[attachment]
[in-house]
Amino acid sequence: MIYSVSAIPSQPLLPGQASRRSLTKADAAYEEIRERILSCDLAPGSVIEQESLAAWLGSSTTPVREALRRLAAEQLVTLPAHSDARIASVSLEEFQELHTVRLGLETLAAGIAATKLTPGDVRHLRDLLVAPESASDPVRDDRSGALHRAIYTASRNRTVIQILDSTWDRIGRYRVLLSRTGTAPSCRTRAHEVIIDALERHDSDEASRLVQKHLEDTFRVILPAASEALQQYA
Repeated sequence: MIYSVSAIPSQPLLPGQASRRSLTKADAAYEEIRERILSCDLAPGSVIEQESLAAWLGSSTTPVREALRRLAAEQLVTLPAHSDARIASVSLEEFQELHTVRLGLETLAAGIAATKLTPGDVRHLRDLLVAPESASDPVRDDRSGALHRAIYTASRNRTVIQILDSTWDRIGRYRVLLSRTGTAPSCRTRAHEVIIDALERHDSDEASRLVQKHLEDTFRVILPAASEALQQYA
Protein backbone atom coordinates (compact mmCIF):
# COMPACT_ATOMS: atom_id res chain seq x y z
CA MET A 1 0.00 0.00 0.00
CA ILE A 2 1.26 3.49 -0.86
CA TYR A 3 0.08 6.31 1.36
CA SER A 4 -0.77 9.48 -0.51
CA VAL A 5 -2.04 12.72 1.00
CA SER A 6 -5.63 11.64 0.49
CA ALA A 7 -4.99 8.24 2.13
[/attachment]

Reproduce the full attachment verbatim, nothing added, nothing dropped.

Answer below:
[in-house]
Amino acid sequence: MIYSVSAIPSQPLLPGQASRRSLTKADAAYEEIRERILSCDLAPGSVIEQESLAAWLGSSTTPVREALRRLAAEQLVTLPAHSDARIASVSLEEFQELHTVRLGLETLAAGIAATKLTPGDVRHLRDLLVAPESASDPVRDDRSGALHRAIYTASRNRTVIQILDSTWDRIGRYRVLLSRTGTAPSCRTRAHEVIIDALERHDSDEASRLVQKHLEDTFRVILPAASEALQQYA
Repeated sequence: MIYSVSAIPSQPLLPGQASRRSLTKADAAYEEIRERILSCDLAPGSVIEQESLAAWLGSSTTPVREALRRLAAEQLVTLPAHSDARIASVSLEEFQELHTVRLGLETLAAGIAATKLTPGDVRHLRDLLVAPESASDPVRDDRSGALHRAIYTASRNRTVIQILDSTWDRIGRYRVLLSRTGTAPSCRTRAHEVIIDALERHDSDEASRLVQKHLEDTFRVILPAASEALQQYA
Protein backbone atom coordinates (compact mmCIF):
# COMPACT_ATOMS: atom_id res chain seq x y z
CA MET A 1 0.00 0.00 0.00
CA ILE A 2 1.26 3.49 -0.86
CA TYR A 3 0.08 6.31 1.36
CA SER A 4 -0.77 9.48 -0.51
CA VAL A 5 -2.04 12.72 1.00
CA SER A 6 -5.63 11.64 0.49
CA ALA A 7 -4.99 8.24 2.13